Thin Lei Win, Myanmar Now: 'We’re not going to shy away from controversial topics’

Thin Lei Win left Myanmar during her teens and has worked as a journalist in Singapore, the United Kingdom and Vietnam, among others. In February this year, she returned to the country to help set up Myanmar Now, a press agency supported by the Thomson Reuters Foundation that produces stories in English and Myanmar. She spoke to Frontier about what the organisation can add to Myanmar’s media landscape and the future of journalism in the country.

Thin Lei Win, chief correspondent of Myanmar Now. (Ann Wang / Frontier)

Thin Lei Win, chief correspondent of Myanmar Now. (Ann Wang / Frontier)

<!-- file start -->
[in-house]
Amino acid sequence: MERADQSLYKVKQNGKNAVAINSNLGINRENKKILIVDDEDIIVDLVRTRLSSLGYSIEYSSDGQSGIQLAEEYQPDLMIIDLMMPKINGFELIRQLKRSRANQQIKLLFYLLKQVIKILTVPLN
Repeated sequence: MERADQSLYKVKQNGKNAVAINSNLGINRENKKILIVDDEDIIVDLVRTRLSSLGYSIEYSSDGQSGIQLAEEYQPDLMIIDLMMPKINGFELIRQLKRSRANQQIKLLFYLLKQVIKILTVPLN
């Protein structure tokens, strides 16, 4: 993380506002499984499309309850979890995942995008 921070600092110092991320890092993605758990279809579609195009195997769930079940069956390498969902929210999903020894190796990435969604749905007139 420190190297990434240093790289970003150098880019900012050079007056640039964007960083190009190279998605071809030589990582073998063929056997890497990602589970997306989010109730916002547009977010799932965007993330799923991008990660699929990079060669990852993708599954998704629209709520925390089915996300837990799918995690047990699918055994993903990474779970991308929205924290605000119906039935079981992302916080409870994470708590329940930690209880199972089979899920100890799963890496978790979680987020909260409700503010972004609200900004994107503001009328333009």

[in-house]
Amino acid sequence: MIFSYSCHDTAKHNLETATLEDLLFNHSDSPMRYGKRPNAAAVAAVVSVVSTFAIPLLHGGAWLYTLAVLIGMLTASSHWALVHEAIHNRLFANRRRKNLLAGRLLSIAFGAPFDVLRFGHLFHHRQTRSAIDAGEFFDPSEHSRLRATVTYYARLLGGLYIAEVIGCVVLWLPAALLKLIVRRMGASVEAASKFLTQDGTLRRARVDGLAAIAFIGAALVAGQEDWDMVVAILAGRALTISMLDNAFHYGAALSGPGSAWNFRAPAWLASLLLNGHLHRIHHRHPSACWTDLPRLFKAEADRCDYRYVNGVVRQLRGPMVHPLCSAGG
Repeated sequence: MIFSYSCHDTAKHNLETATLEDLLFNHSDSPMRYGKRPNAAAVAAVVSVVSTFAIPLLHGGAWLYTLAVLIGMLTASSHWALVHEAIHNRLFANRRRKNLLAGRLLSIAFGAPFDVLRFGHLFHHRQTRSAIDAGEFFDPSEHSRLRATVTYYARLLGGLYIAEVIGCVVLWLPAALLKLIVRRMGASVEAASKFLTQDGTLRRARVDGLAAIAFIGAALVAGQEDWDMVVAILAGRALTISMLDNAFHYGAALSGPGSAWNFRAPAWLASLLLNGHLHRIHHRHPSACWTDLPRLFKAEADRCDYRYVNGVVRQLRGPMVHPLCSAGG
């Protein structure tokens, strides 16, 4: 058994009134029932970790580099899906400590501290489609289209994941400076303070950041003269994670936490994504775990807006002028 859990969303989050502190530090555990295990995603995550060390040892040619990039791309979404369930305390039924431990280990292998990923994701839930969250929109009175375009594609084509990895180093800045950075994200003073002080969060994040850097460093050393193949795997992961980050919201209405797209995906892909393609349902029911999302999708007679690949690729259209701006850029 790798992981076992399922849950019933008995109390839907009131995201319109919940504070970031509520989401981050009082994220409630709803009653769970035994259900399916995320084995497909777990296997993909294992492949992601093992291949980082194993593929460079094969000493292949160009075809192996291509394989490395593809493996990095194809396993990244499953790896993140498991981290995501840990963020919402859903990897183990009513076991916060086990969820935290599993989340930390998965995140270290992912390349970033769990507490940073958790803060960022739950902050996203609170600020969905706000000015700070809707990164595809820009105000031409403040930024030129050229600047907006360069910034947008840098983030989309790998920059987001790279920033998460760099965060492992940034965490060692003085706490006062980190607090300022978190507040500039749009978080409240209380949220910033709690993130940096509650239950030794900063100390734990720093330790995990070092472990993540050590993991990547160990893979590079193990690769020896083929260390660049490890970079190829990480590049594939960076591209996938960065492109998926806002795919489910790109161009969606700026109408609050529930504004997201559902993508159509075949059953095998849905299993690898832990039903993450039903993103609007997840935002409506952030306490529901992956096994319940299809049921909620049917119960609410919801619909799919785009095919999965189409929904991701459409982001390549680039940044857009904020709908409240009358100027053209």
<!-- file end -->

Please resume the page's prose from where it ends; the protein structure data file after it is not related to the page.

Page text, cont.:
In short, what is the concept of Myanmar Now?

I try to see Myanmar Now as a news agency set up by a team of very passionate Myanmar journalists and we want to be part of the Myanmar media scene and produce insightful stories about how Myanmar is changing.

I think the local media does some stuff very well and is very good at breaking news. We know how it works in media, you have to feed the beast, and sometimes you feed the beast you get too caught up in feeding it and you don’t necessarily have time to do analysis and look at what’s going on, and that’s what we aim to do.

We’re not going to publish 30 stories a week, or even every day, the team is going to have time to do their reporting on longer stories. In English, it will be at least one thousand words and sometimes up to three or four thousand. In Myanmar it will be a little longer because of the language.